Recently Cannondale held their mountain bike team camp in Finale Ligure, Italy. Despite the company’s long history of sponsorship, which dates back to the Volvo-Cannondale team, it was the first time they had all their mountain bike athletes in one place. By having both cross-country and gravity athletes in the same place allows Cannondale and athletes a chance to plan and set goals for the coming season. It also serves as a base to distribute and test new equipment early in the season before racing starts. Switchback was invited to join the team for a couple days of riding and to get a glimpse of the riders’ race machines.
For 2012 the cross-country team is made up of Marco Aurelio Fontana, Manuel Fumic and Martin Gujan in Europe with Jeremiah Bishop, Alex Grant Krista Parks, and Tinker Juarez heading up the team’s efforts in the United States. Keegan Swenson and Taylor Smith will focus on the Junior World Cup. The gravity or OverMountain team is made up of Aaron Chase, Jérome Clementz, Mark Weir and Ben Cruz.
As with any team camp the rider’s race machines were on display. On the OverMountain side riders have their choice between the Jekyll and Claymore depending on the course. Both machines share some key features including Cannondale’s The Dyad RT2 shock that gives the bikes two different suspension settings – Elevate and Flow. Each setting has its own air spring volume and damping circuits, and its own ride geometry. The Elevate setting on the Jekyll provides 90mm of travel, while the Claymore increases to 110mm. The flow setting provides 150mm on the Jekyll and 180mm for the Claymore.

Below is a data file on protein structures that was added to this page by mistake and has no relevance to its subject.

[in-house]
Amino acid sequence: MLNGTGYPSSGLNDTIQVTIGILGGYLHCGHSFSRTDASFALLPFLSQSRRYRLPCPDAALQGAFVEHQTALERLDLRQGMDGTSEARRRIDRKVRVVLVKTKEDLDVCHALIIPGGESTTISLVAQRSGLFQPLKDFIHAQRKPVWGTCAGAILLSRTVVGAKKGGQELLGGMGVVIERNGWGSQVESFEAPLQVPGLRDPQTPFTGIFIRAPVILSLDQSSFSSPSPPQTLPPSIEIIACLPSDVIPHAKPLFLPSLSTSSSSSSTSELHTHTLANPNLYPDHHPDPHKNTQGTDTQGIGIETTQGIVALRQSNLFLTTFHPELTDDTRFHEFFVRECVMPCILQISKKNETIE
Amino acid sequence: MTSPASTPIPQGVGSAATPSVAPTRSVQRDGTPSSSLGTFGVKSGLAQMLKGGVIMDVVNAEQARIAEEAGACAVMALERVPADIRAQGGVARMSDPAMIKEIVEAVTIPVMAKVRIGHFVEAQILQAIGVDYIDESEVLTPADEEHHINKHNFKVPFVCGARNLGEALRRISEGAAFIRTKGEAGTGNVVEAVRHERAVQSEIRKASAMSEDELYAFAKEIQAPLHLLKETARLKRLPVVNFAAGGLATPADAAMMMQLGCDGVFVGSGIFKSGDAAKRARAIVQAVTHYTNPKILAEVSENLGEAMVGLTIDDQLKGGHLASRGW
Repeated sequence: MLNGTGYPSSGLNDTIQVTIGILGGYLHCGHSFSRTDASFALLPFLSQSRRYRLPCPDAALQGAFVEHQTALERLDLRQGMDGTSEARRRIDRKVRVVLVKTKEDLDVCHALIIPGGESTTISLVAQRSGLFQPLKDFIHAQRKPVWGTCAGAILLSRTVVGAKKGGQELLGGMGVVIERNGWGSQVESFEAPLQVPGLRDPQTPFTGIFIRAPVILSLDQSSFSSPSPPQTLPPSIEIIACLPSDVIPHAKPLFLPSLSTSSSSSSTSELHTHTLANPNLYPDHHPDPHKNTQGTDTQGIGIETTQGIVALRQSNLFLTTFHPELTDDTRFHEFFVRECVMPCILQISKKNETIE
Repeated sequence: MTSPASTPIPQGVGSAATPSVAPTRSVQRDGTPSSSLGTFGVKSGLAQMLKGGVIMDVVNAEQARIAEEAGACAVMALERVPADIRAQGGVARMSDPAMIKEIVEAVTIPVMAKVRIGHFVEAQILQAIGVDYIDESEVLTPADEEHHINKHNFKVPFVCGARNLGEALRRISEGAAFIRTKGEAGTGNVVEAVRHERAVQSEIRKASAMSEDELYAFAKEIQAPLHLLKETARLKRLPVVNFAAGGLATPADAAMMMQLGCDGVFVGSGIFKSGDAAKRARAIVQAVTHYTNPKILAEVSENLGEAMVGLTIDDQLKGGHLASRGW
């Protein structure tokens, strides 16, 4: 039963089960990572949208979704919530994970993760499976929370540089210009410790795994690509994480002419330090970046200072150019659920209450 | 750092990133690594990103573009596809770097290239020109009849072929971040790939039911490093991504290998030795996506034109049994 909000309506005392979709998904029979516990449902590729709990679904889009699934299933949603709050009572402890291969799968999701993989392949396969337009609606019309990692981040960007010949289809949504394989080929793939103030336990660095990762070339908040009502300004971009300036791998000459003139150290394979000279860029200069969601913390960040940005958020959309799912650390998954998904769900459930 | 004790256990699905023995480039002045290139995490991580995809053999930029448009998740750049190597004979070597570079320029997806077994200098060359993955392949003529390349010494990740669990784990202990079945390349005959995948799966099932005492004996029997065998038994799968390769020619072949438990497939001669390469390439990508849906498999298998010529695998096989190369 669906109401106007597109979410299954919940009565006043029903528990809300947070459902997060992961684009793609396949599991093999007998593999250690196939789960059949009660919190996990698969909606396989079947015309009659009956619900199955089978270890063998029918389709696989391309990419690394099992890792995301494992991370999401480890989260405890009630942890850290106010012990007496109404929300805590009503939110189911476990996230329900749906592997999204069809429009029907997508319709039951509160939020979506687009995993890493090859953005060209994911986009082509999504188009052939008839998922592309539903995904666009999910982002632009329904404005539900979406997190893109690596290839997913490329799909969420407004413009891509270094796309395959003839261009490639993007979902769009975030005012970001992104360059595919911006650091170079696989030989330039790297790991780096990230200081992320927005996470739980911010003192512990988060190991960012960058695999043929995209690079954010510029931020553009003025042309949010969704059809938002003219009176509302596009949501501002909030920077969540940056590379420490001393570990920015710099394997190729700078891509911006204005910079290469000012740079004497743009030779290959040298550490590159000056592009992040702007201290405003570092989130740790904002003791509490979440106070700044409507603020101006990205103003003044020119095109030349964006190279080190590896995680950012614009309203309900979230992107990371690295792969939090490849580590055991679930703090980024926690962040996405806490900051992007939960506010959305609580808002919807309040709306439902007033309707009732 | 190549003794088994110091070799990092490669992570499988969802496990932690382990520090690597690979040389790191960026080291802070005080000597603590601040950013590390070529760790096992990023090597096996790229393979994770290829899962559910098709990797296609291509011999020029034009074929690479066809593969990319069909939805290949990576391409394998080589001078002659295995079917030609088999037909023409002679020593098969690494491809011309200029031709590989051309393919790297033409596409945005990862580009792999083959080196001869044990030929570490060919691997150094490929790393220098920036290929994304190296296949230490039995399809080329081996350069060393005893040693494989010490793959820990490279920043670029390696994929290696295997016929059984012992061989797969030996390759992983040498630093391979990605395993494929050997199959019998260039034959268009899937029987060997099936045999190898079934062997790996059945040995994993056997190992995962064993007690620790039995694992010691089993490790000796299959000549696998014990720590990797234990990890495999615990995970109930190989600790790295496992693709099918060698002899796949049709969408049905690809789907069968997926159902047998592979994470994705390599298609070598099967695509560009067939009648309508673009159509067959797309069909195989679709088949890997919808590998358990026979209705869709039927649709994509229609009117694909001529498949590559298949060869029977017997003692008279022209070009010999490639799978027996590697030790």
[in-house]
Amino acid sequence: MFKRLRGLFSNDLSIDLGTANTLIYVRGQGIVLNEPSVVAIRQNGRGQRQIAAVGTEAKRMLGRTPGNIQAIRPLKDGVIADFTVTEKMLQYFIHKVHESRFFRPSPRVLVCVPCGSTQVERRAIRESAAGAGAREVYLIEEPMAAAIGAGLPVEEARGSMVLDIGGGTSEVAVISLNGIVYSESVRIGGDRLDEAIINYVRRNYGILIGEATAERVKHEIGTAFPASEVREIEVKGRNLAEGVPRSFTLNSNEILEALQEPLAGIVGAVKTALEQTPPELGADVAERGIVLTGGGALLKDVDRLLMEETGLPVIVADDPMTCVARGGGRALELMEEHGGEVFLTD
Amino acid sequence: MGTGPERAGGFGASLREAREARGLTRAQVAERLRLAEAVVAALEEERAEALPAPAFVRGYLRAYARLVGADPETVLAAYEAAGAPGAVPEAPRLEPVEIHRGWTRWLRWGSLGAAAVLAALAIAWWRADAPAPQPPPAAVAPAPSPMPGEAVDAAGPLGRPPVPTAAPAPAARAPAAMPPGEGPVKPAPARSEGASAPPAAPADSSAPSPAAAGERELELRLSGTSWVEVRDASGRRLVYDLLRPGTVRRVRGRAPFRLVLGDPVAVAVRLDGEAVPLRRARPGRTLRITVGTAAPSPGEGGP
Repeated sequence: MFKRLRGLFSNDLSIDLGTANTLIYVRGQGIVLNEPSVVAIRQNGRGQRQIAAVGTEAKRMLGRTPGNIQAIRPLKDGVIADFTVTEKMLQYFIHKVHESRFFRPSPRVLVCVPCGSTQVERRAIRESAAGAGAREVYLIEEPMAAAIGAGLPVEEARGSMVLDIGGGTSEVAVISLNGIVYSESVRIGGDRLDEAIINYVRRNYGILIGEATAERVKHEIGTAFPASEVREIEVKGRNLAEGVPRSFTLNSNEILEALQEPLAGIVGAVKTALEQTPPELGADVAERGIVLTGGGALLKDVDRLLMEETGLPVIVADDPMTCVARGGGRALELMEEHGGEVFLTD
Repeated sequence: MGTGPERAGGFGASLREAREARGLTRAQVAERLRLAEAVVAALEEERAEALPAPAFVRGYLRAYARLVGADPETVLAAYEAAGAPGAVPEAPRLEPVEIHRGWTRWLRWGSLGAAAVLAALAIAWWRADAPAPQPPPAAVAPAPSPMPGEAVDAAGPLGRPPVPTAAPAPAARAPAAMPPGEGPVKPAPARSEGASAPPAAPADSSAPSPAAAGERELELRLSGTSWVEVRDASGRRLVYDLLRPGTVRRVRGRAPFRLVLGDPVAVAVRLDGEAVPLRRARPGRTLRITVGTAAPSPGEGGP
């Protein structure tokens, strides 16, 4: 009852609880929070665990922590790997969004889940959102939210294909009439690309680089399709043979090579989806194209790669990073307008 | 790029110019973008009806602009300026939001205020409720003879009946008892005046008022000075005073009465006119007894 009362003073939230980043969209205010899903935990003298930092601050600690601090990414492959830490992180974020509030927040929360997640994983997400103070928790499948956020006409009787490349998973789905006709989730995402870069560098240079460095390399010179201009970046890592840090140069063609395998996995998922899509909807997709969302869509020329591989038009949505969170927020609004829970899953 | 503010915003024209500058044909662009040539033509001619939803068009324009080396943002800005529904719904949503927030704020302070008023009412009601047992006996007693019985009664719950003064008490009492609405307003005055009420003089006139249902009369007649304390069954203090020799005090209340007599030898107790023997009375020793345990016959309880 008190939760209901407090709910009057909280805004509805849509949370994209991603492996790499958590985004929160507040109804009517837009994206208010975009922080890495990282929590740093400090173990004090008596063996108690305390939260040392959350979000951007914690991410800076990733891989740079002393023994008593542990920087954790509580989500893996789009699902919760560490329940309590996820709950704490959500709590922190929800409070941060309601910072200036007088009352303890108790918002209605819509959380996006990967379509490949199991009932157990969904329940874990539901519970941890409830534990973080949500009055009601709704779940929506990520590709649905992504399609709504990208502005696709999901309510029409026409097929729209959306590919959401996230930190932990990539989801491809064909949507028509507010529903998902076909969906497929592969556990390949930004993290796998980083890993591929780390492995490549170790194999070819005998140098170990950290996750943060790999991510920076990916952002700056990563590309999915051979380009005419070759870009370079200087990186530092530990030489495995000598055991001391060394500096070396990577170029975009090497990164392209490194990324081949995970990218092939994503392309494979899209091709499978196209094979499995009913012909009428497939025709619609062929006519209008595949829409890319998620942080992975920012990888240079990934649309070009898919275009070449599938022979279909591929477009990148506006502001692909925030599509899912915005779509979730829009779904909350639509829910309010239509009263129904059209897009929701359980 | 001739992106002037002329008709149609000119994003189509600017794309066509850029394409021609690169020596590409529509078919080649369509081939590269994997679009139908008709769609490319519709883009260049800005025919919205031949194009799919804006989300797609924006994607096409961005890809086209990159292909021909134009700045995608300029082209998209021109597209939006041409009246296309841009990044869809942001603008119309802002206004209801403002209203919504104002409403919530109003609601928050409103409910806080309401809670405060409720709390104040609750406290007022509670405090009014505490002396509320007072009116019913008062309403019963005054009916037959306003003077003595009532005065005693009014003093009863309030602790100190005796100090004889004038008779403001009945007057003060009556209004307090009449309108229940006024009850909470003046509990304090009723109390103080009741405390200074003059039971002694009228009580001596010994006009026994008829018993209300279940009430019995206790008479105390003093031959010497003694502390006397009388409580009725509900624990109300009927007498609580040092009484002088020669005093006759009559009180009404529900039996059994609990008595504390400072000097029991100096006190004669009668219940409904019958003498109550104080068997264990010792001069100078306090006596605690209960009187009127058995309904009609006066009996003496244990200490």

The Jekyll is constructed from Cannondale’s BallisTec carbon, while the Claymore is made from their SmartFormed alloy. Both feature Cannondale’s ECS-TC (Enhanced Center Stiffness-Torsion Control) System that uses clamped 15mm thru-axles and doubled bearings at the rear dropouts to reduce flex in the links and pivots.
On the cross-country side the range of bikes is split between four models, the Flash Carbon, Flash Carbon 29, Scalpel and Scalpel 29. The Flash Carbon team bikes are built around a 950-gram frame that is constructed from Cannondale’s BallisTec carbon, which is more resistant to impact. Cannondale then adds high-modulus carbon to fine-tune the ride. For a bit of comfort and to aid in rear wheel traction the Flash Carbon uses Cannondale’s Speed Save rear stays that provide 8mm deflection. Team bikes weigh 17.6 pounds.
The Flash Carbon 29 uses the same frame technology and utilizes Cannondale’s 29 geometry. Cannondale’s 29 geometry employs ultra short chain stays, combined with a steep head tube angle that produces the same wheelbase as the 26 inch wheeled version. The increase size of the Flash Carbon 29 produces a slightly heavier 1050-gram frame.
The cross-country team's long standing dual suspension option is the Scalpel. According to Cannondale the Scalpel is the lightest dual suspension bike on the market with Team bikes tipping the scale at a scant 18.9 pounds. The rear of the Scalpel provides 80mm of pivotless travel.
The Scalpel 29 is new for 2012 and is unique as it takes advantage of technology from both the company’s cross-country and OverMountain bikes. Like the 26 inch wheeled Scalpel the Scalpel 29 uses Zero Pivot flexing seat stays for increase lateral and torsional stifness with reduced weight due to the elimination of the rear pivot. Where the Scalpel 29 diverges from its smaller wheeled sibling is with the addition of a main pivot at the bottom bracket. This was added to achieve better suspension action with the increased 100mm of travel. From the OverMountain side, the Scalpel 29 uses ECS-TC clamped 15mm thru-axles, and a stout integrated seat stay bridge/clamp. This configuration locks the seat stays together and prevents rotational deflection for increased stiffness. The Scalpel 29 is built around Cannondale’s 29 geometry using their BallisTec carbon and features their Si System Integrated front end with a Lefty 29 Carbon XLR 100mm travel fork. The Scalpel 29 hits the scale at 21.5 lbs.
Look for a full review of the Scalpel 29 in a future issue of switchback.